The AIDS Institute and the National Health Law Program filed a complaint with HHS’s Office of Civil Rights regarding the discrimination practices that Cigna and three other Florida insurers implemented regarding HIV medications. These insurers placed all HIV medications, including generics, on specialty drug tiers. As a result, enrollees had to pay 40 percent – 50 percent of the cost of these medications, making them prohibitively expensive. Last month and in response to this complaint, Cigna entered into a consent order with Florida insurance regulators to agree to move generic HIV drugs to a lower-cost tier, limit copays to $200 a month for other HIV medications and to no longer require prior authorization for refills. The discrimination complaint is still under review by federal regulators.

National – Successful Advocacy for a Federal Rule Requiring Insurers to Accept Payments from Ryan White.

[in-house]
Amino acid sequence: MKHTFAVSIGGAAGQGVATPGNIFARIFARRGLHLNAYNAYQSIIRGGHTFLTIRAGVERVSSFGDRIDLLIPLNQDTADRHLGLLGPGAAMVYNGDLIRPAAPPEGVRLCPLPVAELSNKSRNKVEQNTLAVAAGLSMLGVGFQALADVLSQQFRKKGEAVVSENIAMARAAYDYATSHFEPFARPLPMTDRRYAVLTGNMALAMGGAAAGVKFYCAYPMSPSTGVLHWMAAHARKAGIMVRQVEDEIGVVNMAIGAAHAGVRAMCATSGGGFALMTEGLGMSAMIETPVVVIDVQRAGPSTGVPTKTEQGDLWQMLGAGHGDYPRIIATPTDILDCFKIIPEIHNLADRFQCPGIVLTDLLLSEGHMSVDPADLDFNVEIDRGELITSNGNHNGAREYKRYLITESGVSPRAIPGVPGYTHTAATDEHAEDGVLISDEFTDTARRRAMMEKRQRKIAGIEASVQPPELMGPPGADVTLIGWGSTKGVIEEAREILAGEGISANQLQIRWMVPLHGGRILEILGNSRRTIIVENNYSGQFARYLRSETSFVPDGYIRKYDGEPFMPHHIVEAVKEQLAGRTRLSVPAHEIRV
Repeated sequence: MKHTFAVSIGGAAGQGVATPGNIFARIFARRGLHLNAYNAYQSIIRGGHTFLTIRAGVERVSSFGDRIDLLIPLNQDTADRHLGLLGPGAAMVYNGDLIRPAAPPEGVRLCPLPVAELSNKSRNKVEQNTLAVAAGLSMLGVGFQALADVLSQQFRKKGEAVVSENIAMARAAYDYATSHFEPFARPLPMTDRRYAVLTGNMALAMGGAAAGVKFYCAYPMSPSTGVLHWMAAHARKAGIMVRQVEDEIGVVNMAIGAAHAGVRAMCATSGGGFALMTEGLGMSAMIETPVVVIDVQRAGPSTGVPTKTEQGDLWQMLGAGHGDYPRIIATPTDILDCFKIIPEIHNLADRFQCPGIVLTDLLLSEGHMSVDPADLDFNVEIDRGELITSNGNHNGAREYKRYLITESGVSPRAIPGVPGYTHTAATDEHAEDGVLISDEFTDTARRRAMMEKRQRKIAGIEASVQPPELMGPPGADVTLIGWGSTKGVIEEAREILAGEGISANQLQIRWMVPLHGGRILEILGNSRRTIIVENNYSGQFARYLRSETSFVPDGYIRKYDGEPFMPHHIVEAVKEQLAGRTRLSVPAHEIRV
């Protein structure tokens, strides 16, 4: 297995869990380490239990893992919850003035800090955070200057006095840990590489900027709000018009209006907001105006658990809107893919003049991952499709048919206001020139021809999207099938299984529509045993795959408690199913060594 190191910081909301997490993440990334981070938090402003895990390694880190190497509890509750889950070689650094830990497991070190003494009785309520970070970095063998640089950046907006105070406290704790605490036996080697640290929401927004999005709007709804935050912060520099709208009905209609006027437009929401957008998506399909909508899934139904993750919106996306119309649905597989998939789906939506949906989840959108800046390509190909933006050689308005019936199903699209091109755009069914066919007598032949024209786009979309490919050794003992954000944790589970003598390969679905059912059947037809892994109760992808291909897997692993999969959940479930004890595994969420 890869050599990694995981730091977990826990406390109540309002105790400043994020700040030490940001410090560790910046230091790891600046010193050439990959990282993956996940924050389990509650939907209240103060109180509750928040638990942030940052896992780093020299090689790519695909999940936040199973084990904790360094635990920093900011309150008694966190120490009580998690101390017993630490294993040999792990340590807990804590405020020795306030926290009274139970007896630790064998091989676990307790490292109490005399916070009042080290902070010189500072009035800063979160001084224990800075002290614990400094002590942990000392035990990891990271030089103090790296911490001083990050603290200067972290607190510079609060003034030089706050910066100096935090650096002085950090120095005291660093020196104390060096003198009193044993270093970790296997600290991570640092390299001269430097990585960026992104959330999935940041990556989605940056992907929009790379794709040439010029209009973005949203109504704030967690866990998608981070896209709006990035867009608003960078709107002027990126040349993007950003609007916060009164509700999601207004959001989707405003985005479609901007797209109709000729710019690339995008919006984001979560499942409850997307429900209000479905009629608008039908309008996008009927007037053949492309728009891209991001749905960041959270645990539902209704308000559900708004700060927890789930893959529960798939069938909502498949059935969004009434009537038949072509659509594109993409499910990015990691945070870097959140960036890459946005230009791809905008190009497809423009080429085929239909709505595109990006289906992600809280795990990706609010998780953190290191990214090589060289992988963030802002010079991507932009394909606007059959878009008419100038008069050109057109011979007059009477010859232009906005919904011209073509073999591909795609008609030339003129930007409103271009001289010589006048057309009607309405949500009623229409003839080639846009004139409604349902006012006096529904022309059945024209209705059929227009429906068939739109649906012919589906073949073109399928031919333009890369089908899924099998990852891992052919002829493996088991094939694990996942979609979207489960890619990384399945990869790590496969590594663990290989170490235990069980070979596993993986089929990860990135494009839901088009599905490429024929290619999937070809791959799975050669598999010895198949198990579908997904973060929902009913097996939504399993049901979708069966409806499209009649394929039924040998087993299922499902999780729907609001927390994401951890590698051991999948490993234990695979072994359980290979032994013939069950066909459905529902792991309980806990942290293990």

As we discussed in a previous blog, health plans in some states stopped accepting premium payments from the Ryan White/AIDS Drug Assistance Programs on behalf of enrollees. This was problematic because many individuals living with HIV rely on Ryan White to assist with the financial burden of HIV treatment and care, including cost-sharing payments for HIV medications. The Centers for Medicare and Medicaid Services (CMS), in response and under pressure from advocates, released a rule requiring health insurance companies participating in the Marketplaces to accept third party payments from Ryan White. However, reports from other states indicate that health insurance plans have a tendency to lose track of third party payments, resulting in some consumers receiving termination from coverage warnings for “failure to pay premiums.”